Healthy returns Featured

7:00pm EDT January 26, 2009

Sometimes the environmental dangers of a workplace are unknown and unavoidable.

Take the common occurrence of mercury that was used 20 to 30 years ago in things like switches, thermometers, pressure gauges, medical devices and so on. These materials can leak and cause dangerous conditions for workers. And that’s why Clark-Reliance Corp. has become one of the leaders in safer working conditions.

Clark-Reliance, the industrial manufacturer that has introduced an array of instrumentation and filtration products into industries ranging from petrochemicals, refining, power generation and even the U.S. military, introduced a mercury-free level switch in 2007 as part of the company’s overall effort to make a greener industry. The switch is not only a big seller for Clark-Reliance, it also is preventing mercury spills for all of its customers.

Pushing efforts like this for a safer world outside of Clark-Reliance started at home.

President and CEO Rick Solon and his leadership team began an internal recycling program in 2007 to reduce solid waste going to local landfills and decrease the company’s cost for hauling away excess waste from its offices and manufacturing plants. The recycling program had simple functionability: The company purchased small recycling buckets for each employee to keep at their desk and larger 30-gallon bins were kept throughout the office. There was also plenty of creativity: Shop-floor workers were given special recycling cans to separate out excess aluminum, stainless steel, carbon steel, wood and cardboard, and the company purchased coffee mugs for everyone to eliminate the use of plastic foam cups.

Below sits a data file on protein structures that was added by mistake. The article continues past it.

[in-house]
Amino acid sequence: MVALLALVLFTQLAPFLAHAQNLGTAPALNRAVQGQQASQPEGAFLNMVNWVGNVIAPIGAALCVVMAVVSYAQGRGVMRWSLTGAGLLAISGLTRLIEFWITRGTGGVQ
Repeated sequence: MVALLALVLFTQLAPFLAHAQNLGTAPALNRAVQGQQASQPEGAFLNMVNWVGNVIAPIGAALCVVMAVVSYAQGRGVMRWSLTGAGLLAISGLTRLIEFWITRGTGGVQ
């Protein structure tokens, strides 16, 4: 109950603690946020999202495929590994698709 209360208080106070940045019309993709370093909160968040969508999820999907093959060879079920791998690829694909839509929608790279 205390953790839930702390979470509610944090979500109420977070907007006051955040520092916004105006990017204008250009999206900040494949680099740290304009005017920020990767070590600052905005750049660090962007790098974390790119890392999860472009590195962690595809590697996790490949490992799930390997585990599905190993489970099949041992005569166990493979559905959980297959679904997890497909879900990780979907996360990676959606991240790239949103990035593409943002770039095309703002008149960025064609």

The program also created a bit of an economic stimulus package for the company, as it created savings from reduced hauling fees and actual financial returns on more than 1,200 pounds of e-scrap used computer equipment. To reward the employees for holding up their end of the green agreement and to keep them highly involved, Clark-Reliance used the recycling money to purchase gas cards.

With all these adaptations made since 2007 and plans to go paperless underway, Clark-Reliance isn’t just pushing a greener environment for its customers, it’s building one of its own in Northeast Ohio.

HOW TO REACH: Clark-Reliance Corp., (440) 572-1500 or